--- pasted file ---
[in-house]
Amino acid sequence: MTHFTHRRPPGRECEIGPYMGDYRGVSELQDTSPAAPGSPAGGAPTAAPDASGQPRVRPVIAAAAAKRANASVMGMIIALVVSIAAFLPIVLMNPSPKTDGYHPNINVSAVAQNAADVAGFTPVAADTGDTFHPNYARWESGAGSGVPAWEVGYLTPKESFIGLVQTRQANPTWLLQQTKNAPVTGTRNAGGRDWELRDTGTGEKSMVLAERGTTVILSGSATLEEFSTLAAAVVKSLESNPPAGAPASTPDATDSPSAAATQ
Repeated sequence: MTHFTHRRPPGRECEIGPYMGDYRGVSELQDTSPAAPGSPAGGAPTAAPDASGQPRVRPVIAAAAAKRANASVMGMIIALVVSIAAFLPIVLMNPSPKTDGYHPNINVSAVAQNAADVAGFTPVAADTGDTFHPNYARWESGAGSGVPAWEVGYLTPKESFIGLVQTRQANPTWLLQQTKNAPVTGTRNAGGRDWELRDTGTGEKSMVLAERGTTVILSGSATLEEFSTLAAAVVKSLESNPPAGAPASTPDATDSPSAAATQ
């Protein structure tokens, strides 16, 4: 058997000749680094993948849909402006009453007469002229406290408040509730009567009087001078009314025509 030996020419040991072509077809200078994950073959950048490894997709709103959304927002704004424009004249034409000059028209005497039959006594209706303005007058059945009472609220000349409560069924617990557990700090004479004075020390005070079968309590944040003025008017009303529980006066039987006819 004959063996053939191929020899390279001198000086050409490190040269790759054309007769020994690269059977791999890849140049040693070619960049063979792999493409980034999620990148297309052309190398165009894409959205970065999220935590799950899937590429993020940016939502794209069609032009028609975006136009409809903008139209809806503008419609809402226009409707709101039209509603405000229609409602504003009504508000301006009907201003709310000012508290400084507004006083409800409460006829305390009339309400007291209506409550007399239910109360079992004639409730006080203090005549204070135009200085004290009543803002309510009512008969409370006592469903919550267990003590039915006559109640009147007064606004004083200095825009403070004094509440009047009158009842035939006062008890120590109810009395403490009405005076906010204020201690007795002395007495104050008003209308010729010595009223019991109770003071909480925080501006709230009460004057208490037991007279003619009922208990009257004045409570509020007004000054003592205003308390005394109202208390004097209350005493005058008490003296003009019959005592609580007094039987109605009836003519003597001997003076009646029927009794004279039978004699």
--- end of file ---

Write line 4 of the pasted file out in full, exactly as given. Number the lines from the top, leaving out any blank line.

């Protein structure tokens, strides 16, 4: 058997000749680094993948849909402006009453007469002229406290408040509730009567009087001078009314025509 030996020419040991072509077809200078994950073959950048490894997709709103959304927002704004424009004249034409000059028209005497039959006594209706303005007058059945009472609220000349409560069924617990557990700090004479004075020390005070079968309590944040003025008017009303529980006066039987006819 004959063996053939191929020899390279001198000086050409490190040269790759054309007769020994690269059977791999890849140049040693070619960049063979792999493409980034999620990148297309052309190398165009894409959205970065999220935590799950899937590429993020940016939502794209069609032009028609975006136009409809903008139209809806503008419609809402226009409707709101039209509603405000229609409602504003009504508000301006009907201003709310000012508290400084507004006083409800409460006829305390009339309400007291209506409550007399239910109360079992004639409730006080203090005549204070135009200085004290009543803002309510009512008969409370006592469903919550267990003590039915006559109640009147007064606004004083200095825009403070004094509440009047009158009842035939006062008890120590109810009395403490009405005076906010204020201690007795002395007495104050008003209308010729010595009223019991109770003071909480925080501006709230009460004057208490037991007279003619009922208990009257004045409570509020007004000054003592205003308390005394109202208390004097209350005493005058008490003296003009019959005592609580007094039987109605009836003519003597001997003076009646029927009794004279039978004699």